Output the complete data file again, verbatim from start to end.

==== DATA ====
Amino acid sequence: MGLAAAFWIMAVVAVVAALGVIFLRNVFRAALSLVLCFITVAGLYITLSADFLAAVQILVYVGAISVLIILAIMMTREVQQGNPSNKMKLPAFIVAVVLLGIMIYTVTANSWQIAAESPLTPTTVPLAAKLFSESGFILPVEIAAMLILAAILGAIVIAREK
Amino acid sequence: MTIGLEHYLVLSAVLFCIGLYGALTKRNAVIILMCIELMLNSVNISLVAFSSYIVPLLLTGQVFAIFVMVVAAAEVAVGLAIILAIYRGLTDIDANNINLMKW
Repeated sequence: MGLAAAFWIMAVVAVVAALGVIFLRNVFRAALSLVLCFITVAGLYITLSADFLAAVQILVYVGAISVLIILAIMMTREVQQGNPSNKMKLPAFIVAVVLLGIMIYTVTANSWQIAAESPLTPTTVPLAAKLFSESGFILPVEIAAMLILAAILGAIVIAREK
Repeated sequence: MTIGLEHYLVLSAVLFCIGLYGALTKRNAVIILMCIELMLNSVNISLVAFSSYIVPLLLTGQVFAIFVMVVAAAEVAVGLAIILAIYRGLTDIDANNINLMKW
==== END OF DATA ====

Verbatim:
Amino acid sequence: MGLAAAFWIMAVVAVVAALGVIFLRNVFRAALSLVLCFITVAGLYITLSADFLAAVQILVYVGAISVLIILAIMMTREVQQGNPSNKMKLPAFIVAVVLLGIMIYTVTANSWQIAAESPLTPTTVPLAAKLFSESGFILPVEIAAMLILAAILGAIVIAREK
Amino acid sequence: MTIGLEHYLVLSAVLFCIGLYGALTKRNAVIILMCIELMLNSVNISLVAFSSYIVPLLLTGQVFAIFVMVVAAAEVAVGLAIILAIYRGLTDIDANNINLMKW
Repeated sequence: MGLAAAFWIMAVVAVVAALGVIFLRNVFRAALSLVLCFITVAGLYITLSADFLAAVQILVYVGAISVLIILAIMMTREVQQGNPSNKMKLPAFIVAVVLLGIMIYTVTANSWQIAAESPLTPTTVPLAAKLFSESGFILPVEIAAMLILAAILGAIVIAREK
Repeated sequence: MTIGLEHYLVLSAVLFCIGLYGALTKRNAVIILMCIELMLNSVNISLVAFSSYIVPLLLTGQVFAIFVMVVAAAEVAVGLAIILAIYRGLTDIDANNINLMKW